The Nature of Your Singapore Private Detective’s Job
Being a private detective is challenging; one must endure the laborious tasks of gathering data, facts, information, etc. to arrive at a particular finding, or to find the missing piece of the puzzle. In addition, he must also possess the skill and agility to conduct field work like undercover surveillance, spying or tailing, etc. It is required of him to also think critically and be a brilliant solution finder. He must be a planner; it is way to risky to jump to actual surveillance or investigation without prior planning. Another important thing that an investigator must have as a trait or characteristic is that he must be able to maintain high sense of professionalism with respect to his dealings or communications with the clients. The nature of their relationship is fiduciary in nature; one that is based on trust, hence, it should be dealt with utmost confidentiality. These are tasks that demand accuracy and precision. Not one single individual would hire you if you are a lousy or unskilled detective. This is a job where you ought to show off your strengths, otherwise, it will adversely affect your career. A Singapore private detective must act accordingly; otherwise, he loses his credibility. He must know the law with all its bounds and limits. He must be an exemplary law-abiding citizen, in the first place. But more particularly, there are formal requisites before one can be considered a private detective.
In Singapore jurisdiction, in order for a private detective agency to be allowed to carry out or conduct its business, there must be a license issued by the Security Industry Regulatory Department (SIRD) of the Singapore Police Force. It is of utmost importance that the agency be licensed, if not, their continued practice of profession will be considered illegal. Singapore private detectives, who are mostly former police or military officers, are expected to know the law and to dutifully abide by them. No one is exempted from securing a license before practicing the profession. It must be emphasized, though, that they are former law enforcers but not anymore. They are no longer in the service as police officers or military men who work for the state or the government. They are now part of the private sector whose clients are not the public in general but those who come to them and seek their professional services. Unlike law enforcers who can readily effect arrest, or search and seizure, private investigators have limited scope when it comes to arresting persons or searching for materials relevant to their case.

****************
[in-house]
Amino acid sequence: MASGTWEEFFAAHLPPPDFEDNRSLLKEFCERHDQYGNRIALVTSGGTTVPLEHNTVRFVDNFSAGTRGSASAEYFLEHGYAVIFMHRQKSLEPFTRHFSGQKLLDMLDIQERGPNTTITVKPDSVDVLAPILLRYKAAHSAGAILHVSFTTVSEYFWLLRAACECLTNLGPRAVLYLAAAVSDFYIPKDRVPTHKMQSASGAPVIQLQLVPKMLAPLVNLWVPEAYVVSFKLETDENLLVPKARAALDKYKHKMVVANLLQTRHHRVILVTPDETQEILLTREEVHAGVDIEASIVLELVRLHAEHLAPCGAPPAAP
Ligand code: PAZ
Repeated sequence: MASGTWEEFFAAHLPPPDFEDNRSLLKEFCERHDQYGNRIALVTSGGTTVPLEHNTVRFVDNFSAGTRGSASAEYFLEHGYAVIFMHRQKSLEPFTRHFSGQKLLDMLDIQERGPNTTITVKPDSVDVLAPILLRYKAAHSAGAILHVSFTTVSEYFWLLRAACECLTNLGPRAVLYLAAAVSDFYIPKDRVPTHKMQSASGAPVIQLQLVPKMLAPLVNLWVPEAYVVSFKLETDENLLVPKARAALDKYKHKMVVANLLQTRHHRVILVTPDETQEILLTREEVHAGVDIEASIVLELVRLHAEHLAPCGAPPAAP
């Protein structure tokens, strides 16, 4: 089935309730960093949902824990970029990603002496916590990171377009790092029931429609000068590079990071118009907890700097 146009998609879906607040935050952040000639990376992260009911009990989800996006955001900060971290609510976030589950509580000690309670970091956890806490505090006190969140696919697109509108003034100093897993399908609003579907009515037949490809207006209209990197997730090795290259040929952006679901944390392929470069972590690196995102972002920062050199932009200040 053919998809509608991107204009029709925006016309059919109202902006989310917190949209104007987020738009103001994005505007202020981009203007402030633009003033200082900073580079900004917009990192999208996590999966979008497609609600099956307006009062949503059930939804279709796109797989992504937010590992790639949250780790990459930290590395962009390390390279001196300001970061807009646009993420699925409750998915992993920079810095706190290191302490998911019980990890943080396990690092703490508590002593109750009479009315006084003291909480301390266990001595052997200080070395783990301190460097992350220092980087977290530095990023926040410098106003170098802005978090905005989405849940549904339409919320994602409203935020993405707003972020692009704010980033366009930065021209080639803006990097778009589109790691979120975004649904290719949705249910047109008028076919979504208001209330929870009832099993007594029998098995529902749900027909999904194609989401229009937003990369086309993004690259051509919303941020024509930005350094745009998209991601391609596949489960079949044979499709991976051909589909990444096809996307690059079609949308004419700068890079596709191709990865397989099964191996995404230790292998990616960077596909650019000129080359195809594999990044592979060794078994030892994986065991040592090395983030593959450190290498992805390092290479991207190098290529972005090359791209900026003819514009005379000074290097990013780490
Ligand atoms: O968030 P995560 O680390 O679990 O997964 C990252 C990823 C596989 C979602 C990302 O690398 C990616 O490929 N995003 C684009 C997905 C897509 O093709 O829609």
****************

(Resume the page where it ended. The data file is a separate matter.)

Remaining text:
Moreover, there are a number of acts that, though they may form part of the investigation phase, the Singapore private detectives cannot execute by the very reason that it is not allowed by law. For instance stalking is not permitted as it is not tantamount to conducting surveillance. Hacking and wiretapping are also prohibited acts. In the same vein, possession of unlicensed equipment is not tolerated. The law is clear and unambiguous on which of private individuals shall not, in any event, be allowed, even if they are licensed to conduct investigation. If they resort to these mentioned acts, they are deemed to have committed a crime; this is an outright violation of the law, hence, punishable. Finally, a private investigation company must have a qualified staff of well-trained investigators to function as full-time workers who are competent to carry out the tasks as a team. Each must have a specific function and must be adept in his or her own field. The individual performances affect the overall result; and a plausible overall performance is what clients anticipate and highly expect. It may not be as simple as putting into words what you can do for your clientele. Actions speak louder than words, so they say.
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